The Social Security Administration has promulgated detailed regulations setting out a sequential evaluation process to determine whether a claimant is disabled. These regulations are codified at 20 C.F.R. §§ 404.1501, et seq. The five-step sequential evaluation process used by the Commissioner is outlined in 20 C.F.R. § 404.1520 and is summarized as follows:

         1. Is the claimant performing substantial gainful activity?

Yes = not disabled. No = go to next step.

         2. Does the claimant have a severe impairment or a combination of impairments which significantly limits his ability to do basic work activities?

No = not disabled. Yes = go to next step.

         3. Does the impairment meet or equal a listed impairment in Appendix 1?

Yes = disabled.
No = go to next step.

         4. Does the impairment prevent the claimant from doing past relevant work?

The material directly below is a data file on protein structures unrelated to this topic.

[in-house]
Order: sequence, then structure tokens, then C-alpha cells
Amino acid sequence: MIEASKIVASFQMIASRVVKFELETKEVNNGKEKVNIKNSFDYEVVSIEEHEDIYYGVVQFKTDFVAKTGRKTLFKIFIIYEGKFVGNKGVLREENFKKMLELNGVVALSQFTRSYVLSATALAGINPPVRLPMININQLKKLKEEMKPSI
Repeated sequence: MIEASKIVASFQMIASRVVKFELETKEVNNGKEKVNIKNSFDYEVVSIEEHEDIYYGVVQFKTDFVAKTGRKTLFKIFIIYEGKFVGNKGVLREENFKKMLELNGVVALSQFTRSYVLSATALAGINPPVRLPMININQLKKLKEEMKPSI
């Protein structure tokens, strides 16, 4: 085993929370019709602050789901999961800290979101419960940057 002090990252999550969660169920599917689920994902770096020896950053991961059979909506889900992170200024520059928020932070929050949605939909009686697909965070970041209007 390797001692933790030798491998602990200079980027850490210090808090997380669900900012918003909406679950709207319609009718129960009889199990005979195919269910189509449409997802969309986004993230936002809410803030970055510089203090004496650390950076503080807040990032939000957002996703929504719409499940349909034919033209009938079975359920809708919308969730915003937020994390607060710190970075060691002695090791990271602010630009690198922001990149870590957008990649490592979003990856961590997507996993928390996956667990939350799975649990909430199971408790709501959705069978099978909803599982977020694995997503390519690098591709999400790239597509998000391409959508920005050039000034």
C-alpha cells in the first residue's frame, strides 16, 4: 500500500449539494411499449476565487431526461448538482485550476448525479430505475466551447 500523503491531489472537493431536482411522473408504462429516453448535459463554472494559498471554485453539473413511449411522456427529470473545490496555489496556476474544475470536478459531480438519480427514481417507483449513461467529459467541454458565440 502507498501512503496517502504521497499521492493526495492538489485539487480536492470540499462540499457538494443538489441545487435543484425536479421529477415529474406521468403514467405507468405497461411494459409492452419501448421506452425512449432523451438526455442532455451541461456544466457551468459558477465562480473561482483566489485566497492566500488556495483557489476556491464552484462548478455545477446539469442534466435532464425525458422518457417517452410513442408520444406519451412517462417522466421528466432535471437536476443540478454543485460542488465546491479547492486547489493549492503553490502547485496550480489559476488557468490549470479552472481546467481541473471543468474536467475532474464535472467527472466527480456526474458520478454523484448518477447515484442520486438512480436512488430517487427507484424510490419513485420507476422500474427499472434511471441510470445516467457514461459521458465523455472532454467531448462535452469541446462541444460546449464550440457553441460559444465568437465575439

No = not disabled.
Yes = go to next step where burden shifts to Commissioner.

         5. Does the impairment prevent the claimant from doing any other work?

Yes = disabled. No = not disabled.

         IV. THE RECORD

         The record consists of the testimony of plaintiff and vocational expert Cathy Hodgson, in addition to documentary evidence admitted at the hearing.

         A. ADMINISTRATIVE REPORTS

         The record contains the following administrative reports:

         Earnings Record The record shows that plaintiff earned the following income from 1984 through 2013, shown in both actual and indexed figures:

Year
Actual Earninas
Indexed Earninas
1984
$2, 158.73
$ 5, 446.85
1985
8, 460.64
20, 475.32
1986
10, 224.30
24, 030.25
1987
9, 617.06
21, 247.97
1988
4, 630.19
9, 749.77
1989
1, 870.93
3, 789.57
1990
4, 705.32
9, 109.82
1991
5, 844.99
10, 909.74
1992
14, 904.33
26, 455.99
1993
16, 837.44
29, 632.52
1994
20, 697.31
35, 473.50
1995
21, 658.34
35, 690.04
1996
24, 310.44
38, 192.52
1997
26, 127.34
38, 783.86
1998
22, 380.87
31, 570.19
1999
24, 789.41
33, 121.83
2000
56, 774.80
71, 883.27
2001
51, 985.79
64, 286.20
2002
40, 403.44
49, 467.24
2003
47, 368.69
56, 611.14
2004
46, 822.12
53, 472.13
2005
47, 045.24
51, 830.45
2006
52, 849.60
55, 666.59
2007
50, 525.08
50, 907.88
2008
52, 848.67
52, 051.68
2009
48, 893.21
48, 893.21
2010
32, 302.97
32, 302.97
2011
2, 200.00
2, 200.00
2012
0.00
0.00
2013
0.00
0.00